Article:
Common admin task, to find what is using all the disk space.
Simpliest thing to do, in a known directory – for example /var/log – is to run du -ks *.
That will show all files and directories, in the current directory along with their disk space in kilobytes.
Then cd down the top ones and rerun. You can also pump the output through sort (-n on Solaris and +n on Linux).
du -ks * | sort -n # Linux
du -ks * | sort -n
With some flavours of UNIX, du shows actual physical disk space being used – where as df shows disk space being reserved. This is only really noticeable when you remove a file, that is still being written too. du shows the current directory is only using x kb and df still says you are at 100%. 🙂 You need to find and kill the process.
Another useful way of finding largest files, is find command – something like this:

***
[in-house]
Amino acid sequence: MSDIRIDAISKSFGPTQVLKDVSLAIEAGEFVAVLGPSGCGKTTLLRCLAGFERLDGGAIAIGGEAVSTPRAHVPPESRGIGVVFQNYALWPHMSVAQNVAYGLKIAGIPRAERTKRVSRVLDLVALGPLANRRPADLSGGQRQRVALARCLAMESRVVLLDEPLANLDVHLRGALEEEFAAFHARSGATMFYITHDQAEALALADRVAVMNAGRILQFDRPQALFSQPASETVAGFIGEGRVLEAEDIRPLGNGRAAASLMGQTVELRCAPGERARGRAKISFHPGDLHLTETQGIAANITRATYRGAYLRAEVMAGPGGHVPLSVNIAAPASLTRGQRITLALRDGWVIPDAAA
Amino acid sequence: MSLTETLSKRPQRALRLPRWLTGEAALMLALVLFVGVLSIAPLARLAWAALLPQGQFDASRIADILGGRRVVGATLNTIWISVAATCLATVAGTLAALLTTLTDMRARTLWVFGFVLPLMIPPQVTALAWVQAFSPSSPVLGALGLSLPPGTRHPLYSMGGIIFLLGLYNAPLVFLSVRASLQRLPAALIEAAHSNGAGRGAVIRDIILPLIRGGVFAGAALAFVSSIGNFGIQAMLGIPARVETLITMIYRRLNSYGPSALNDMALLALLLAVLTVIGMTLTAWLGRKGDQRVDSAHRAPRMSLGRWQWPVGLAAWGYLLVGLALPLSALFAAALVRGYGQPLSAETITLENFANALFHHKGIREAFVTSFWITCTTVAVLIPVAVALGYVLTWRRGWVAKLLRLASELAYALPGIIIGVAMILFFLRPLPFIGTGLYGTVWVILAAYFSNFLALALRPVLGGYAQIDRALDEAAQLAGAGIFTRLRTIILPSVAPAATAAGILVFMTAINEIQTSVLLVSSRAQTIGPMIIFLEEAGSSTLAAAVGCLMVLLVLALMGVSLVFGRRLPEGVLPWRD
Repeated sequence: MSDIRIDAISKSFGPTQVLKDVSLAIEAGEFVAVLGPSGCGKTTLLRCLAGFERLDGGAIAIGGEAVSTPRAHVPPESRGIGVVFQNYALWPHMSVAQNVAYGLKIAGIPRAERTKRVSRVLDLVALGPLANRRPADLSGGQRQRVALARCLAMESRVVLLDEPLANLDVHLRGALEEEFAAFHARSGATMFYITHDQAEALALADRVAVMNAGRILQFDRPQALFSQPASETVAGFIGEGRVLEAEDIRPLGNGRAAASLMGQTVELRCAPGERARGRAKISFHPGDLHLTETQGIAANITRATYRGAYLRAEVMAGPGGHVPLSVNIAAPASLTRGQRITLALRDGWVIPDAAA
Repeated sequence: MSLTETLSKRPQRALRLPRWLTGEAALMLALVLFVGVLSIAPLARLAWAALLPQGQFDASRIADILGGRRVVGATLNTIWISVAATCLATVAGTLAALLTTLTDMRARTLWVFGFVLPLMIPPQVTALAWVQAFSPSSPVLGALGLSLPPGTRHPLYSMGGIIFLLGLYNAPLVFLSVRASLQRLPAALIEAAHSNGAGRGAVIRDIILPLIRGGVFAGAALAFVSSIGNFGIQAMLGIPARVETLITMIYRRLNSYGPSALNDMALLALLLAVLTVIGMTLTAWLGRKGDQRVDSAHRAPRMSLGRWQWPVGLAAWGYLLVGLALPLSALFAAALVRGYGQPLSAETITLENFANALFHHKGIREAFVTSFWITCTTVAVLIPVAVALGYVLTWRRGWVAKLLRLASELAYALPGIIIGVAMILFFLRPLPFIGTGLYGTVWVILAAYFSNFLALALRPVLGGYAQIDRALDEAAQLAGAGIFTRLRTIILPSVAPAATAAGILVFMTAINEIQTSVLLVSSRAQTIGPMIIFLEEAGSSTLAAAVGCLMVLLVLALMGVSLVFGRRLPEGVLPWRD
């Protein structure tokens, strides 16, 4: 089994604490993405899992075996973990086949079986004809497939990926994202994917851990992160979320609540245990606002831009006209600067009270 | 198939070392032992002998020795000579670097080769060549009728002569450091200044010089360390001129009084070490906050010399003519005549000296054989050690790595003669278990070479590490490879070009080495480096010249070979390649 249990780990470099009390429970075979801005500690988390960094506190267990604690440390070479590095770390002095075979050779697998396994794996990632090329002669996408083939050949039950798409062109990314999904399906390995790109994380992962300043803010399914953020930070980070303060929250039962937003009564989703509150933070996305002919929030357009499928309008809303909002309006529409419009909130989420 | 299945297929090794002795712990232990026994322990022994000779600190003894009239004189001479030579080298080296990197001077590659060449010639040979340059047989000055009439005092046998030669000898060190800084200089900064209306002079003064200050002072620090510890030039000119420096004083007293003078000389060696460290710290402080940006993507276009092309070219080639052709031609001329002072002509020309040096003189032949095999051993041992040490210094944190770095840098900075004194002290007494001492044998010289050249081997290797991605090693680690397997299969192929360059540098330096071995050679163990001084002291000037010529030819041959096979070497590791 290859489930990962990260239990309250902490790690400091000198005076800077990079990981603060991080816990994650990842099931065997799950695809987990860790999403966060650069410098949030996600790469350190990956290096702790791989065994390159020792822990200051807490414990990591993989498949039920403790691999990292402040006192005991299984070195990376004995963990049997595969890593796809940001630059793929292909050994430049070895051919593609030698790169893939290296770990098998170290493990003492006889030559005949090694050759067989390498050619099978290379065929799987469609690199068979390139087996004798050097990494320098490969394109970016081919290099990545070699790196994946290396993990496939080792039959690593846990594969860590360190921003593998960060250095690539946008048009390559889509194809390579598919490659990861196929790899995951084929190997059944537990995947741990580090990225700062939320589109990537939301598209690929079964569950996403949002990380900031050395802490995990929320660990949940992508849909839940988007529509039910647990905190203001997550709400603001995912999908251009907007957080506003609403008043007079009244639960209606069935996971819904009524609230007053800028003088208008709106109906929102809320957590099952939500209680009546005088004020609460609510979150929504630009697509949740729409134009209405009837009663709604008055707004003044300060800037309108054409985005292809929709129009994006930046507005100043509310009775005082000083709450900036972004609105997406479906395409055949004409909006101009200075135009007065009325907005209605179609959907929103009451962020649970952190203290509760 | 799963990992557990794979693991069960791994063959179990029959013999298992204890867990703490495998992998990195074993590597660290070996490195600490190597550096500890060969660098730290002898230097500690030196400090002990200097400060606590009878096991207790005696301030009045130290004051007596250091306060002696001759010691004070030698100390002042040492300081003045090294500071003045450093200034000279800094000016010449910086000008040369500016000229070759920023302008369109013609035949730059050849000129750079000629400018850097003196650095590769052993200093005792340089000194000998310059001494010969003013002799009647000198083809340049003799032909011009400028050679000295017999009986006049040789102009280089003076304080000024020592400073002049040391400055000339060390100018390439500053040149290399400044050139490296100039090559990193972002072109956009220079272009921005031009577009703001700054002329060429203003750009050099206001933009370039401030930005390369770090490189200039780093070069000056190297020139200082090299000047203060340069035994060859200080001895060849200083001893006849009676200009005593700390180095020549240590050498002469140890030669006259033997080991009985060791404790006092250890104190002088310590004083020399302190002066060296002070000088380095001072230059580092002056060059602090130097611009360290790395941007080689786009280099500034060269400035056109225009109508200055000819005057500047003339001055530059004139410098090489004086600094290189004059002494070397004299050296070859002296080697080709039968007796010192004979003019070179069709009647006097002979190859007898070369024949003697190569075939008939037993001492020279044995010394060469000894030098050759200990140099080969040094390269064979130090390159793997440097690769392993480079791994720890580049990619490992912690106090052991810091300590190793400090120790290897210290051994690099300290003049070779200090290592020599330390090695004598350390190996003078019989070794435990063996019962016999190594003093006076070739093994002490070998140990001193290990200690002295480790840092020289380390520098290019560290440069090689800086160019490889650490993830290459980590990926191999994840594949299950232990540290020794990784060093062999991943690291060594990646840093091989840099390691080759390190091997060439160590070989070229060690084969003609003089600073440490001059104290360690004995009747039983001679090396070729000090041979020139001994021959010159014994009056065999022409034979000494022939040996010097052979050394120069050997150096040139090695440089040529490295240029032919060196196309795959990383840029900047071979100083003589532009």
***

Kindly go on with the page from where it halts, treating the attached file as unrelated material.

find / -xdev -type f -a size +20000 -ls
This says find files over 10MB (20 thousand 512 byte blocks), do not traverse file systems mounted on this one (-xdev). You can also say -mount to stop find traversing these file systems. That way df and find tally – just re-run it for var, etc as required.
Again this can be pumped through to sort:
find / -xdev -type f -a -size +20000 -ls | sort -k7 -n # linux
find / -xdev -type f -a -size +20000 -ls | sort +6n # Solaris - starts field count from zero
[tags]UNIX, df, du, Solaris, Unix Coding School[/tags]